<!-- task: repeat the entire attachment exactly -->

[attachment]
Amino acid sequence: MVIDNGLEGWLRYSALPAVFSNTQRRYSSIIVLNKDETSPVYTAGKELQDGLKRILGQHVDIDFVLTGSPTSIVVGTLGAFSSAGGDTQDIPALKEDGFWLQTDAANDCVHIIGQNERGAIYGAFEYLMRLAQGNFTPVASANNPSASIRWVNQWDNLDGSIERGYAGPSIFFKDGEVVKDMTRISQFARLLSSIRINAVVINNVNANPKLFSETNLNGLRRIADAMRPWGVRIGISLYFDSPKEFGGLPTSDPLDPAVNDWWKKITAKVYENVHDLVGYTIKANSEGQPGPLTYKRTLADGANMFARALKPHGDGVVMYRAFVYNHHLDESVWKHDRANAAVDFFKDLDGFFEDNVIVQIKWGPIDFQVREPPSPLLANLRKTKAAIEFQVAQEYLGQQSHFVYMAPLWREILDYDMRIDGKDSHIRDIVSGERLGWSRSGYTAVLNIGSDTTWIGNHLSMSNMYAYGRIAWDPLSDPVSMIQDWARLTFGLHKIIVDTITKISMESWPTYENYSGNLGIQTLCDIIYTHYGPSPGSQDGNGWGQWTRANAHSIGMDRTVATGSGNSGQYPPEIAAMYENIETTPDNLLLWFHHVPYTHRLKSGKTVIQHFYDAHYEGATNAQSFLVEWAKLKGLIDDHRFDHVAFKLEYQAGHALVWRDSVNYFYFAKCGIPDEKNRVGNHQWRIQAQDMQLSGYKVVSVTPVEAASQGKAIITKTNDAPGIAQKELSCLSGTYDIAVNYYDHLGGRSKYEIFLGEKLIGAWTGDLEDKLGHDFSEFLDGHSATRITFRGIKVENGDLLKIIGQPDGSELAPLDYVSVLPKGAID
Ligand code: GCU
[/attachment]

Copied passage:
Amino acid sequence: MVIDNGLEGWLRYSALPAVFSNTQRRYSSIIVLNKDETSPVYTAGKELQDGLKRILGQHVDIDFVLTGSPTSIVVGTLGAFSSAGGDTQDIPALKEDGFWLQTDAANDCVHIIGQNERGAIYGAFEYLMRLAQGNFTPVASANNPSASIRWVNQWDNLDGSIERGYAGPSIFFKDGEVVKDMTRISQFARLLSSIRINAVVINNVNANPKLFSETNLNGLRRIADAMRPWGVRIGISLYFDSPKEFGGLPTSDPLDPAVNDWWKKITAKVYENVHDLVGYTIKANSEGQPGPLTYKRTLADGANMFARALKPHGDGVVMYRAFVYNHHLDESVWKHDRANAAVDFFKDLDGFFEDNVIVQIKWGPIDFQVREPPSPLLANLRKTKAAIEFQVAQEYLGQQSHFVYMAPLWREILDYDMRIDGKDSHIRDIVSGERLGWSRSGYTAVLNIGSDTTWIGNHLSMSNMYAYGRIAWDPLSDPVSMIQDWARLTFGLHKIIVDTITKISMESWPTYENYSGNLGIQTLCDIIYTHYGPSPGSQDGNGWGQWTRANAHSIGMDRTVATGSGNSGQYPPEIAAMYENIETTPDNLLLWFHHVPYTHRLKSGKTVIQHFYDAHYEGATNAQSFLVEWAKLKGLIDDHRFDHVAFKLEYQAGHALVWRDSVNYFYFAKCGIPDEKNRVGNHQWRIQAQDMQLSGYKVVSVTPVEAASQGKAIITKTNDAPGIAQKELSCLSGTYDIAVNYYDHLGGRSKYEIFLGEKLIGAWTGDLEDKLGHDFSEFLDGHSATRITFRGIKVENGDLLKIIGQPDGSELAPLDYVSVLPKGAID
Ligand code: GCU